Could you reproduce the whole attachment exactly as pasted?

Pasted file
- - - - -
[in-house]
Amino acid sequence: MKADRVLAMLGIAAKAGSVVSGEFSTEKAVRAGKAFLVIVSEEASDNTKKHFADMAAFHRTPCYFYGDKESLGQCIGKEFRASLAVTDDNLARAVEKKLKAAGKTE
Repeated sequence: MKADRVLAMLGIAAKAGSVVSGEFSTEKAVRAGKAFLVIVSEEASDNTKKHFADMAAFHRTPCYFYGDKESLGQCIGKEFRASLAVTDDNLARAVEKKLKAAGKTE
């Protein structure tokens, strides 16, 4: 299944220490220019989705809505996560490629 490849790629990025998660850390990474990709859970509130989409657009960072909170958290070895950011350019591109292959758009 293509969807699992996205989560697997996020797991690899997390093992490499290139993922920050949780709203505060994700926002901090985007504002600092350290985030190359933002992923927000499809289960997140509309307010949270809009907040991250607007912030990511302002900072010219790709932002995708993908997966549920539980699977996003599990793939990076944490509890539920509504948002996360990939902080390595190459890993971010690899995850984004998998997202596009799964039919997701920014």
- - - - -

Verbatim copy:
[in-house]
Amino acid sequence: MKADRVLAMLGIAAKAGSVVSGEFSTEKAVRAGKAFLVIVSEEASDNTKKHFADMAAFHRTPCYFYGDKESLGQCIGKEFRASLAVTDDNLARAVEKKLKAAGKTE
Repeated sequence: MKADRVLAMLGIAAKAGSVVSGEFSTEKAVRAGKAFLVIVSEEASDNTKKHFADMAAFHRTPCYFYGDKESLGQCIGKEFRASLAVTDDNLARAVEKKLKAAGKTE
């Protein structure tokens, strides 16, 4: 299944220490220019989705809505996560490629 490849790629990025998660850390990474990709859970509130989409657009960072909170958290070895950011350019591109292959758009 293509969807699992996205989560697997996020797991690899997390093992490499290139993922920050949780709203505060994700926002901090985007504002600092350290985030190359933002992923927000499809289960997140509309307010949270809009907040991250607007912030990511302002900072010219790709932002995708993908997966549920539980699977996003599990793939990076944490509890539920509504948002996360990939902080390595190459890993971010690899995850984004998998997202596009799964039919997701920014």